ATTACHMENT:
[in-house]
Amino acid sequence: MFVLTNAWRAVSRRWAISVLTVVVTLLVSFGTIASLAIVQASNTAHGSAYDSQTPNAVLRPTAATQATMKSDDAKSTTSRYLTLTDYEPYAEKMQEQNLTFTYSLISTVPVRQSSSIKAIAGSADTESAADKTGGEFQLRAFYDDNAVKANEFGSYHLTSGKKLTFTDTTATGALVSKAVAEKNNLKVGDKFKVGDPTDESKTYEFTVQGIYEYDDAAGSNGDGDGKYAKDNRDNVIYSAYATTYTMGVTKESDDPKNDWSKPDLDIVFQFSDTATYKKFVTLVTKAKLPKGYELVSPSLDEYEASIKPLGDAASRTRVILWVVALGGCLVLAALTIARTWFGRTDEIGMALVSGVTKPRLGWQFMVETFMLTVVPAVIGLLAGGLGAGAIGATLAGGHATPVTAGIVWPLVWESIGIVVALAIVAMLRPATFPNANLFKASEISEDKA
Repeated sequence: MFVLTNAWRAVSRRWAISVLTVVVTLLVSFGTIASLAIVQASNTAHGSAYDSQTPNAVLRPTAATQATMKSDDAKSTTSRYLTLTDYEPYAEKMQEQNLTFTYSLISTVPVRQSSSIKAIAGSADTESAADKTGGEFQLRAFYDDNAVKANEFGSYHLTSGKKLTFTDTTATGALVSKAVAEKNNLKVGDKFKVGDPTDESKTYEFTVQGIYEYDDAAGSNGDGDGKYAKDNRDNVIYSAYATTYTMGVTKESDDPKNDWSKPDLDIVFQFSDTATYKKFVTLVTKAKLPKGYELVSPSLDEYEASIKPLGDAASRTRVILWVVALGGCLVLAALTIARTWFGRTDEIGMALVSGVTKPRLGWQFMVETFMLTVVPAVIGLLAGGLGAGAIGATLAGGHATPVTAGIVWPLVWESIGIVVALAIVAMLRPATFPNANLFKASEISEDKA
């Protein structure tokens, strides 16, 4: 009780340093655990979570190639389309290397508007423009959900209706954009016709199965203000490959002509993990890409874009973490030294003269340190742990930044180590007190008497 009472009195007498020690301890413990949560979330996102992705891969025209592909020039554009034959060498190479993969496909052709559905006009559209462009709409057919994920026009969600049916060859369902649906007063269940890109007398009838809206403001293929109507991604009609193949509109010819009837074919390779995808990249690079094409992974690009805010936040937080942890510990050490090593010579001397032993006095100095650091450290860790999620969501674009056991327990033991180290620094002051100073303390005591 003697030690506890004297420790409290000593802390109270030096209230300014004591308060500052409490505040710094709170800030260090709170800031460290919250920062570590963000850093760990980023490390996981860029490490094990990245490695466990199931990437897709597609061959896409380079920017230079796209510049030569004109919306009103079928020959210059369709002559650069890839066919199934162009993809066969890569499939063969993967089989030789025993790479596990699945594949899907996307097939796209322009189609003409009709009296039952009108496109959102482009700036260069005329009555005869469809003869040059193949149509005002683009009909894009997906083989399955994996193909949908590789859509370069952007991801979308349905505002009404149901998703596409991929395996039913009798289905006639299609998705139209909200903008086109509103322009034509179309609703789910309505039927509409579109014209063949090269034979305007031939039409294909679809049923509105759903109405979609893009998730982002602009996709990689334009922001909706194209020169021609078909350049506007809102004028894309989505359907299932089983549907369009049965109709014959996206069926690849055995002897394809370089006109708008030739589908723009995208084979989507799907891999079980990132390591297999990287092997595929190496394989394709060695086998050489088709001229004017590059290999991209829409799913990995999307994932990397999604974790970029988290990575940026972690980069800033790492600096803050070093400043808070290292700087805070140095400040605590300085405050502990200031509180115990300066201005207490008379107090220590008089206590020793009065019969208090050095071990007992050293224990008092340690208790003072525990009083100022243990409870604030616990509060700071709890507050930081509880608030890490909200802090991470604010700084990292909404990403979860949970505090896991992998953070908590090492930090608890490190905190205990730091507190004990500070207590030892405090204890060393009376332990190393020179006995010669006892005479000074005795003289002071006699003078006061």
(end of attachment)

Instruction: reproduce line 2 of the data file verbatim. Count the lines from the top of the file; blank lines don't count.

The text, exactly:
Amino acid sequence: MFVLTNAWRAVSRRWAISVLTVVVTLLVSFGTIASLAIVQASNTAHGSAYDSQTPNAVLRPTAATQATMKSDDAKSTTSRYLTLTDYEPYAEKMQEQNLTFTYSLISTVPVRQSSSIKAIAGSADTESAADKTGGEFQLRAFYDDNAVKANEFGSYHLTSGKKLTFTDTTATGALVSKAVAEKNNLKVGDKFKVGDPTDESKTYEFTVQGIYEYDDAAGSNGDGDGKYAKDNRDNVIYSAYATTYTMGVTKESDDPKNDWSKPDLDIVFQFSDTATYKKFVTLVTKAKLPKGYELVSPSLDEYEASIKPLGDAASRTRVILWVVALGGCLVLAALTIARTWFGRTDEIGMALVSGVTKPRLGWQFMVETFMLTVVPAVIGLLAGGLGAGAIGATLAGGHATPVTAGIVWPLVWESIGIVVALAIVAMLRPATFPNANLFKASEISEDKA